• paperlions - May 13, 2013 at 5:50 PM

        Can I get some links to support the “Craig relentlessly supports those who take a “who cares” approach to full-on support of PEDs in baseball”? Thanks.

      • snowbirdgothic - May 13, 2013 at 6:13 PM

        Reading comprehension. It’s not what it…ooh, shiny!

      • braddavery - May 13, 2013 at 9:21 PM

        All you have to do is read the 2 posts a day he makes about PEDs. It doesn’t take a rocket scientist to figure out his angle.

  2. bronsonshore - May 13, 2013 at 4:47 PM

    Every single Calcaterra post on every single subject ever:

    “[Insert name] wrote a column on [insert subject]. [Insert name] seems to think [insert straw man]:

    [insert excerpt]

    [insert name] is missing all of the nuance and complexity of [insert subject]. Let me obtusely explain all of that nuance. Thank God I’m here.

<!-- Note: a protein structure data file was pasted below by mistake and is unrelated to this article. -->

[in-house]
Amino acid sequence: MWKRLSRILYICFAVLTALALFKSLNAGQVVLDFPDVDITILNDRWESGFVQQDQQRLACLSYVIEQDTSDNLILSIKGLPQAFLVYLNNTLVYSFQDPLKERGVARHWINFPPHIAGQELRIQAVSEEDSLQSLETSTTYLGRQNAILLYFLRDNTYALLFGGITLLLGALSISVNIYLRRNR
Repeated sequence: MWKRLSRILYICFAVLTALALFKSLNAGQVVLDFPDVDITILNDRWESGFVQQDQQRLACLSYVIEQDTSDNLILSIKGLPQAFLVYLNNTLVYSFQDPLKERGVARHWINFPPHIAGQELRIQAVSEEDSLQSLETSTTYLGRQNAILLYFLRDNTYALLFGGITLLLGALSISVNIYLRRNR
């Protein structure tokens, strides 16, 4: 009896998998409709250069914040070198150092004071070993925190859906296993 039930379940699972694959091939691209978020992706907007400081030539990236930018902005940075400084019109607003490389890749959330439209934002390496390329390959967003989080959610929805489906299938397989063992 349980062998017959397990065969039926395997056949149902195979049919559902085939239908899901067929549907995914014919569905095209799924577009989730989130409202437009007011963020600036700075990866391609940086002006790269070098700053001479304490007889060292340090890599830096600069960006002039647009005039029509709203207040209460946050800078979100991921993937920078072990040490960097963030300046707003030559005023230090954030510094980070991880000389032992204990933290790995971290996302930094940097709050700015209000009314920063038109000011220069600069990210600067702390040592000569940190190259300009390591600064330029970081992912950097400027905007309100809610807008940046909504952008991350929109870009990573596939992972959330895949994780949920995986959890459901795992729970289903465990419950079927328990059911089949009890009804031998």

• koufaxmitzvah - May 13, 2013 at 4:55 PM

      Is Craig holding a gun to your head? Do I need to call the cops?

      Let me know, Bro. I’m about to sit down for some Mickie Ds, but if I’ve got to save your life, I’m willing to do it.

      • badintent - May 14, 2013 at 12:47 AM

        Is that Mickie D’s khosher?? The RFP(Rabbi Food Police are at decon 5 )

  3. koufaxmitzvah - May 13, 2013 at 4:59 PM

    I’m not pro-PED like I’m not pro-abortion. I don’t demand that fetuses be eliminated from the mother womb, but I understand wholeheartedly why it’s a medical procedure that needs to be protected.

    Athletes are amazing specimen. They have giant limbs, huge lung capacity, and can follow a spinning ball with amazing accuracy. Well, the best ones can, and the one drug I’m thinking of that helps with that sort of concentration is called Speed, which is illegal.

    Except when Speed is listed as Amphetamines and they are given to every ballplayer like candy from the start of competitive play till, oh I don’t know, five years ago?

    Perspective, people. Please.

  4. snowbirdgothic - May 13, 2013 at 5:21 PM